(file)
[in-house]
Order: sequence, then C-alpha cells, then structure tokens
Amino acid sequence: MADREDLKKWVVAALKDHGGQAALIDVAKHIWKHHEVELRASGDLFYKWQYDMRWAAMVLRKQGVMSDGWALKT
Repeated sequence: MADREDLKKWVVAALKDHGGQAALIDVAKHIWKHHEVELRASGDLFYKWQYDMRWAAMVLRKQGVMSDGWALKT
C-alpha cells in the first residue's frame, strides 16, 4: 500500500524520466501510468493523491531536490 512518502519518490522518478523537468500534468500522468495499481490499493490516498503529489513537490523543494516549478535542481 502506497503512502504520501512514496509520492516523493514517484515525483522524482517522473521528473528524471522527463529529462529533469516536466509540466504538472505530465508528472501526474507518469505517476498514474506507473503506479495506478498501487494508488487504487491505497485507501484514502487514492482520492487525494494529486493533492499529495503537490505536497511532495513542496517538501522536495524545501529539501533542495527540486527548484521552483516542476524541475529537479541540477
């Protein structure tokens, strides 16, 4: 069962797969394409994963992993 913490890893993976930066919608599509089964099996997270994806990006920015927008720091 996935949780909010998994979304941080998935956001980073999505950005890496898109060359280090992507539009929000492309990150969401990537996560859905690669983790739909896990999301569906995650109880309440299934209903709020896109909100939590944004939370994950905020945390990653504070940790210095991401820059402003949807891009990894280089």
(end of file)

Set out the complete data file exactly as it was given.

[in-house]
Order: sequence, then C-alpha cells, then structure tokens
Amino acid sequence: MADREDLKKWVVAALKDHGGQAALIDVAKHIWKHHEVELRASGDLFYKWQYDMRWAAMVLRKQGVMSDGWALKT
Repeated sequence: MADREDLKKWVVAALKDHGGQAALIDVAKHIWKHHEVELRASGDLFYKWQYDMRWAAMVLRKQGVMSDGWALKT
C-alpha cells in the first residue's frame, strides 16, 4: 500500500524520466501510468493523491531536490 512518502519518490522518478523537468500534468500522468495499481490499493490516498503529489513537490523543494516549478535542481 502506497503512502504520501512514496509520492516523493514517484515525483522524482517522473521528473528524471522527463529529462529533469516536466509540466504538472505530465508528472501526474507518469505517476498514474506507473503506479495506478498501487494508488487504487491505497485507501484514502487514492482520492487525494494529486493533492499529495503537490505536497511532495513542496517538501522536495524545501529539501533542495527540486527548484521552483516542476524541475529537479541540477
């Protein structure tokens, strides 16, 4: 069962797969394409994963992993 913490890893993976930066919608599509089964099996997270994806990006920015927008720091 996935949780909010998994979304941080998935956001980073999505950005890496898109060359280090992507539009929000492309990150969401990537996560859905690669983790739909896990999301569906995650109880309440299934209903709020896109909100939590944004939370994950905020945390990653504070940790210095991401820059402003949807891009990894280089």